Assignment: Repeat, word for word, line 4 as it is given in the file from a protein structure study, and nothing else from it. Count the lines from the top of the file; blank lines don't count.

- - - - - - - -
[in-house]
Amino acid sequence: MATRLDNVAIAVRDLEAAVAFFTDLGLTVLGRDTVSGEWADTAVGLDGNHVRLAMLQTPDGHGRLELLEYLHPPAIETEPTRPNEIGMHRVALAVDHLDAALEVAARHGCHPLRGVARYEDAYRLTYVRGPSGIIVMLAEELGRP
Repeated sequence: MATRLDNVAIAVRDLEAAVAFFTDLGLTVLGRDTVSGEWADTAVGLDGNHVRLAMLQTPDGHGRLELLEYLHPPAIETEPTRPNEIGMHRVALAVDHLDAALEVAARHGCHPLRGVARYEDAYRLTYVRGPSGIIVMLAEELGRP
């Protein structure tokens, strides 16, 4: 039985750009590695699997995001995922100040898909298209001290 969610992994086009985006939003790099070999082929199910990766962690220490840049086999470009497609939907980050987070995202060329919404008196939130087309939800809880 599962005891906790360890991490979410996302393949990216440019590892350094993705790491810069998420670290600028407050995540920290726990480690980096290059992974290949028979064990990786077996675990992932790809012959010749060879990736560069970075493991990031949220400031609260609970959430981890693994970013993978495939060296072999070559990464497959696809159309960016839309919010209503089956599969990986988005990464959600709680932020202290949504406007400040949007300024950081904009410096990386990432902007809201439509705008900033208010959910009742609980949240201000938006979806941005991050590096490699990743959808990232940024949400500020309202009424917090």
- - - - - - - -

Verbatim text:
């Protein structure tokens, strides 16, 4: 039985750009590695699997995001995922100040898909298209001290 969610992994086009985006939003790099070999082929199910990766962690220490840049086999470009497609939907980050987070995202060329919404008196939130087309939800809880 599962005891906790360890991490979410996302393949990216440019590892350094993705790491810069998420670290600028407050995540920290726990480690980096290059992974290949028979064990990786077996675990992932790809012959010749060879990736560069970075493991990031949220400031609260609970959430981890693994970013993978495939060296072999070559990464497959696809159309960016839309919010209503089956599969990986988005990464959600709680932020202290949504406007400040949007300024950081904009410096990386990432902007809201439509705008900033208010959910009742609980949240201000938006979806941005991050590096490699990743959808990232940024949400500020309202009424917090």